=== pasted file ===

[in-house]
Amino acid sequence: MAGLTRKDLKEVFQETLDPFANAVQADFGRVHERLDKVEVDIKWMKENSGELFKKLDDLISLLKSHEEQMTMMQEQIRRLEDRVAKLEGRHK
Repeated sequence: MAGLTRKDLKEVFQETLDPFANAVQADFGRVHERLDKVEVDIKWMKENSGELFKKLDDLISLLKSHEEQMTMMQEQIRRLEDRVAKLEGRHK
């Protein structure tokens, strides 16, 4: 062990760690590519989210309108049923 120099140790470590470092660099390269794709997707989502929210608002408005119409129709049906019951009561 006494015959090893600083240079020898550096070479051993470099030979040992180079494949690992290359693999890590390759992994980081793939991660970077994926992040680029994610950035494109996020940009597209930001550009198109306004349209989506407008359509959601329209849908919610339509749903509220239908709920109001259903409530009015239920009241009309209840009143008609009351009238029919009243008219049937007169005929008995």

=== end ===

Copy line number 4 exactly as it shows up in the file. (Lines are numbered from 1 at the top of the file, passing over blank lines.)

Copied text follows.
């Protein structure tokens, strides 16, 4: 062990760690590519989210309108049923 120099140790470590470092660099390269794709997707989502929210608002408005119409129709049906019951009561 006494015959090893600083240079020898550096070479051993470099030979040992180079494949690992290359693999890590390759992994980081793939991660970077994926992040680029994610950035494109996020940009597209930001550009198109306004349209989506407008359509959601329209849908919610339509749903509220239908709920109001259903409530009015239920009241009309209840009143008609009351009238029919009243008219049937007169005929008995």